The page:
Data Art: From the Aesthetic Conceptualization of Data to Information Critique

On: February 12, 2013
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About Ana Crisostomo
My academic background includes a 4-year Bachelor's Degree in Communication and the attendance of the 1st year of a Master’s Degree in Communication, Culture and Information Technology. I have, however, the greatest excuse for this ‘non-completion’: I relocated from Portugal to the Netherlands amidst my educational adventure. My professional experience has been gathered in several industries within the private and public sectors, the commercial and non-profit spheres, and has been mainly focused on web content management and web project coordination. In parallel to the more ‘serious matters’, a lot of my time revolves around independent and alternative music. I also like interior design and several forms of contemporary urban art. I dislike cooking and writing on the 3rd person.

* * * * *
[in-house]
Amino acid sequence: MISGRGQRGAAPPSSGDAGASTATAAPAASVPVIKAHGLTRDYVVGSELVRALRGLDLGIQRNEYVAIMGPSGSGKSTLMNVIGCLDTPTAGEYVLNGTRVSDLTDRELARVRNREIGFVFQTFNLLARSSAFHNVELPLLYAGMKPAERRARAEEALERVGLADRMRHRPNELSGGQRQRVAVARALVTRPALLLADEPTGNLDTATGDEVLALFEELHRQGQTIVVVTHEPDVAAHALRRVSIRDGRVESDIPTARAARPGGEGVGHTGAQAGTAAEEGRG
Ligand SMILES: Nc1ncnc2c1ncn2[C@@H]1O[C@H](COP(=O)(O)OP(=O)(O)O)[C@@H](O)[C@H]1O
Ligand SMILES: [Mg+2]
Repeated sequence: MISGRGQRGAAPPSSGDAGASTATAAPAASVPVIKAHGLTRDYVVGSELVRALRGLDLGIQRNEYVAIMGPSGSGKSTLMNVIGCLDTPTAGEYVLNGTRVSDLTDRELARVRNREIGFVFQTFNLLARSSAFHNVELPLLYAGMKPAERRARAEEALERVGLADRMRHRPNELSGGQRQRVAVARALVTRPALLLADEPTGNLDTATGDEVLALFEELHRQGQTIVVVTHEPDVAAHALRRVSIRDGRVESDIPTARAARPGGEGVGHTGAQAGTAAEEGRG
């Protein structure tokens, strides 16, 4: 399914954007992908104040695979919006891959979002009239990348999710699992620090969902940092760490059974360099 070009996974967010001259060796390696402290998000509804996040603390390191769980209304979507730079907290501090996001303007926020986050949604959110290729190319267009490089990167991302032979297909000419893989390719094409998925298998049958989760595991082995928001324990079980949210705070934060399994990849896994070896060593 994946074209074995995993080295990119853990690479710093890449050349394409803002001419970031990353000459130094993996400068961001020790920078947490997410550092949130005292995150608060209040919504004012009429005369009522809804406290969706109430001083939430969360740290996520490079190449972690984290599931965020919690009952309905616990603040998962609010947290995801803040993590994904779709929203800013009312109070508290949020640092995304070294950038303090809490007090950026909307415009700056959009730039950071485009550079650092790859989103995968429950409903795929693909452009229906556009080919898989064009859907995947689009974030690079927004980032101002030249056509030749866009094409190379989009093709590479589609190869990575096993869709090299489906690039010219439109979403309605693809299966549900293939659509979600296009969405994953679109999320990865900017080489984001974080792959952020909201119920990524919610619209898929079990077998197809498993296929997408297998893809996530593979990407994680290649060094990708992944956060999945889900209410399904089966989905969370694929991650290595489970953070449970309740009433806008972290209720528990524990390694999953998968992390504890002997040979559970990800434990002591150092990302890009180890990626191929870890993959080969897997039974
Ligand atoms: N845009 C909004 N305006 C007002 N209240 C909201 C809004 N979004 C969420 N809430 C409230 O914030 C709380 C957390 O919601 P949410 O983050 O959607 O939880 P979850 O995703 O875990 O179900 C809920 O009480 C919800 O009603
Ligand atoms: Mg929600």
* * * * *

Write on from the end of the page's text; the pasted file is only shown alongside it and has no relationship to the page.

I want you to want me - Jonathan Harris & Sep Kamvar

The current ubiquity of data populating every aspect of an individual’s digitally connected existence, alongside the computational possibilities of harnessing the same to convert it into distilled information, has introduced the theme of data as one of the most debated in recent years in a variety of fields ranging from academia to business, from science to popular media, and from politics to art.

In this particular essay, the focus is directed to the art world and the role that data plays in that particular sphere by discussing what is, currently labeled as, “data art” to understand the features which differentiate data visualization projects from artistic ones besides investigating possible common themes and methodologies among the latter. If data art can be affiliated to new media, does it enable, for instance, cognitive and perceptual transformations? Or does it operate solely on a more conceptual level? If “art attempts to create new relationships between familiar and as yet unfamiliar data” (Jennings 3), what are the particular connections that data art potentiates? In an era of excess of data, but often scarcity of information and meaning, what are the alternatives proposed by data art?

[The essay below was written within the theoretical framework provided in the 2012/13 New Media Theories course]

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